The Status of Moore's Law: It's Complicated

Node names—the milestones of the chip industry—no longer mean what they used to

10 min read
The Status of Moore's Law: It's Complicated
Illustration: Harry Campbell

One chilly Tuesday evening last December, dozens of physicists and engineers who dream up tomorrow’s transistors met in San Francisco to ponder the far future. Would today’s state-of-the-art switch—a three-dimensional transistor dubbed the FinFET—be able to carry chips “to the finish,” a distant, possibly unreachable horizon where transistors are made up of just a handful of atoms? Or would we need a new technology to get us there?

This may all sound like the tech world’s version of arguing over how many angels can dance on the head of a pin, but it actually has enormous real-world implications. The semiconductor industry pulled in revenues of US $300 billion in 2012. After decades of fulfilling Gordon Moore’s prophesy of steadily doubling transistor densities (these days every 18 to 24 months), the industry is now delivering integrated circuits with transistors that are made using what chipmakers call a 20- or 22-nanometer manufacturing process. An IC fabricated with this process, such as a microprocessor or a dynamic RAM (DRAM) chip, can have billions of transistors.

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Video Friday: Turkey Sandwich

Your weekly selection of awesome robot videos

4 min read
A teleoperated humanoid robot torso stands in a kitchen assembling a turkey sandwich from ingredients on a tray

Video Friday is your weekly selection of awesome robotics videos, collected by your friends at IEEE Spectrum robotics. We also post a weekly calendar of upcoming robotics events for the next few months. Please send us your events for inclusion.

CoRL 2022: 14–18 December 2022, AUCKLAND, NEW ZEALAND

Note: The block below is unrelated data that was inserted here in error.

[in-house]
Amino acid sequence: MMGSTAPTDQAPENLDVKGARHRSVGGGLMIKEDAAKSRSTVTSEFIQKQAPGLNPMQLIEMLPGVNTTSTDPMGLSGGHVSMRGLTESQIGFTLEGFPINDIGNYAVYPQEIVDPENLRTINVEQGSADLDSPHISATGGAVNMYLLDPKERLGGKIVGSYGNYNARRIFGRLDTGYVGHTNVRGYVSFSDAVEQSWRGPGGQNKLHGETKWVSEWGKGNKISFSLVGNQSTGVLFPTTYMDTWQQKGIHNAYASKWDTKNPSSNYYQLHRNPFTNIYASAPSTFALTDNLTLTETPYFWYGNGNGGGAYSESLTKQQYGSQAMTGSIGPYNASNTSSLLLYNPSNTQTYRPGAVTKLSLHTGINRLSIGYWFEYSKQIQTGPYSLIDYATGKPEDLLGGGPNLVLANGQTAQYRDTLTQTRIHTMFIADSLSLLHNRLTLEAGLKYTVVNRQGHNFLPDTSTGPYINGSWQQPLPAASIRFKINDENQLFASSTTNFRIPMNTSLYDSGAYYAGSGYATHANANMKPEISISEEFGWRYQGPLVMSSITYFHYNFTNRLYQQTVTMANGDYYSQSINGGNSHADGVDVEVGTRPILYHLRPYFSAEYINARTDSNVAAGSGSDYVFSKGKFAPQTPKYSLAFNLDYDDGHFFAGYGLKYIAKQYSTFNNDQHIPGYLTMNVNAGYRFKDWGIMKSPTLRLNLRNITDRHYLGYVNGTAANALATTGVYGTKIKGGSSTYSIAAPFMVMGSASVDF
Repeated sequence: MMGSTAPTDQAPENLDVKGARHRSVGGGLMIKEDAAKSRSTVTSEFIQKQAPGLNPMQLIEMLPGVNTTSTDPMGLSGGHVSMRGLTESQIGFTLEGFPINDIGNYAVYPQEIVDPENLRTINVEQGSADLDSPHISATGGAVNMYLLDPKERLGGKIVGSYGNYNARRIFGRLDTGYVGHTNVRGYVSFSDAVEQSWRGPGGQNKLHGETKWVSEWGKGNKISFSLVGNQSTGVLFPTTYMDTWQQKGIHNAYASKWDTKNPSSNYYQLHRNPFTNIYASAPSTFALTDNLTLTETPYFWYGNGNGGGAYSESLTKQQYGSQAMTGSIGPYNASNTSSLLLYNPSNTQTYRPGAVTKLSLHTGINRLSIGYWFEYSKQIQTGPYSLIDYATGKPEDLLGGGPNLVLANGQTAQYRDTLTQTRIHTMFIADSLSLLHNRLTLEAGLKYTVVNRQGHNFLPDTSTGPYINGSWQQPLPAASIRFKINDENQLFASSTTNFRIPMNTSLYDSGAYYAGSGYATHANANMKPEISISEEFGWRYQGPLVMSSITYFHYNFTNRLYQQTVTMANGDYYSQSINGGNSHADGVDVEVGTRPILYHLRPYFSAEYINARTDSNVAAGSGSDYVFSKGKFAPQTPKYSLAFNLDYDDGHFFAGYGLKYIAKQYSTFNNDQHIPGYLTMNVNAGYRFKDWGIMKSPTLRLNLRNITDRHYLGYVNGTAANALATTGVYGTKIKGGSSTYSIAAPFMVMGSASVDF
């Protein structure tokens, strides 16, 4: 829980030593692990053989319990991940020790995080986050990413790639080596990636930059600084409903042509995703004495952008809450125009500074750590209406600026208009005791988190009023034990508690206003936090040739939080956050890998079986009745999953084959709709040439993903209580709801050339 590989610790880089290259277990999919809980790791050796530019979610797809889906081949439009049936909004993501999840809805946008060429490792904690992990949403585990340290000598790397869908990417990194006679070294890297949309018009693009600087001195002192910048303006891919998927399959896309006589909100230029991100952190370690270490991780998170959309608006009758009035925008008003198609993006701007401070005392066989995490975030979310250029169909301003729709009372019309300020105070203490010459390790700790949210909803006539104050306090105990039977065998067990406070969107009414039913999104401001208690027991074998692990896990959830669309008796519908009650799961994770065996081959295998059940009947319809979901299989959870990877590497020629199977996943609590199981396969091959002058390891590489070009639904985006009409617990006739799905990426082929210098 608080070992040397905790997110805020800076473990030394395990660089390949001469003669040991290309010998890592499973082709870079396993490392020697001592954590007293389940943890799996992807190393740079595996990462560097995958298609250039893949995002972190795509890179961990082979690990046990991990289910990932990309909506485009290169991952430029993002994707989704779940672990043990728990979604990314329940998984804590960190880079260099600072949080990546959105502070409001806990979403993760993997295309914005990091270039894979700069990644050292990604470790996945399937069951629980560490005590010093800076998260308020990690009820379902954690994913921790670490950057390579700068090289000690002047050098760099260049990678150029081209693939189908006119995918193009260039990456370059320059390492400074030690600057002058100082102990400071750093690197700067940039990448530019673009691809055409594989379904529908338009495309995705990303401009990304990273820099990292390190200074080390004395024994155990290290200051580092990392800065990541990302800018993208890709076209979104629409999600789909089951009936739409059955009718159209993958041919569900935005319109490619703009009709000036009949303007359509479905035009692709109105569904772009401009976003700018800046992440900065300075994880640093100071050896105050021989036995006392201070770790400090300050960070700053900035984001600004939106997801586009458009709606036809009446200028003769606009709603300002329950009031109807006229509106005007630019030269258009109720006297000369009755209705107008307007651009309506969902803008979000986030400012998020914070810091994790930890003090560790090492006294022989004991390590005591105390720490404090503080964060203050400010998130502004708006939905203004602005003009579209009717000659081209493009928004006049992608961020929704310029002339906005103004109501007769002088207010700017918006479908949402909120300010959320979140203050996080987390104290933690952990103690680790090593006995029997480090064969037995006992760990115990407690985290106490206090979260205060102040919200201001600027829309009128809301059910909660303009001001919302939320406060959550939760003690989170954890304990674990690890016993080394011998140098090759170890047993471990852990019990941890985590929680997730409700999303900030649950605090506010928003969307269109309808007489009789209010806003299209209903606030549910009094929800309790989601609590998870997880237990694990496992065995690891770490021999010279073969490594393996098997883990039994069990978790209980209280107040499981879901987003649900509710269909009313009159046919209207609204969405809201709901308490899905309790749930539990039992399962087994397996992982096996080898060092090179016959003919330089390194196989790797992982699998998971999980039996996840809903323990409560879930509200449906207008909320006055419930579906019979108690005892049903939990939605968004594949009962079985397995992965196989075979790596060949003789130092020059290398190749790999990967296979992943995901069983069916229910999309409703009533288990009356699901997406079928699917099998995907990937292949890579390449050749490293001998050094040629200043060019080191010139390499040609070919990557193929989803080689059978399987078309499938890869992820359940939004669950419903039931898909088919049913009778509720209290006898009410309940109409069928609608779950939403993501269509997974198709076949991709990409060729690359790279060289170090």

Enjoy today's videos!

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New AI Speeds Computer Graphics by Up to 5x

Neural rendering harnesses machine learning to paint pixels

5 min read
Four examples of Nvidia's Instant NeRF 2D-to-3D machine learning model placed side-by-side.

Nvidia Instant NeRF uses neural rendering to generate 3D visuals from 2D images.

NVIDIA

On 20 September, Nvidia’s Vice President of Applied Deep Learning, Bryan Cantanzaro, went to Twitter with a bold claim: In certain GPU-heavy games, like the classic first-person platformer Portal, seven out of eight pixels on the screen are generated by a new machine-learning algorithm. That’s enough, he said, to accelerate rendering by up to 5x.

This impressive feat is currently limited to a few dozen 3D games, but it’s a hint at the gains neural rendering will soon deliver. The technique will unlock new potential in everyday consumer electronics.

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Fourth Generation Digitizers With Easy-to-Use API

Learn about the latest generation high-performance data acquisition boards from Teledyne

1 min read

In this webinar, we explain the design principles and operation of our fourth-generation digitizers with a focus on the application programming interface (API).

Register now for this free webinar!

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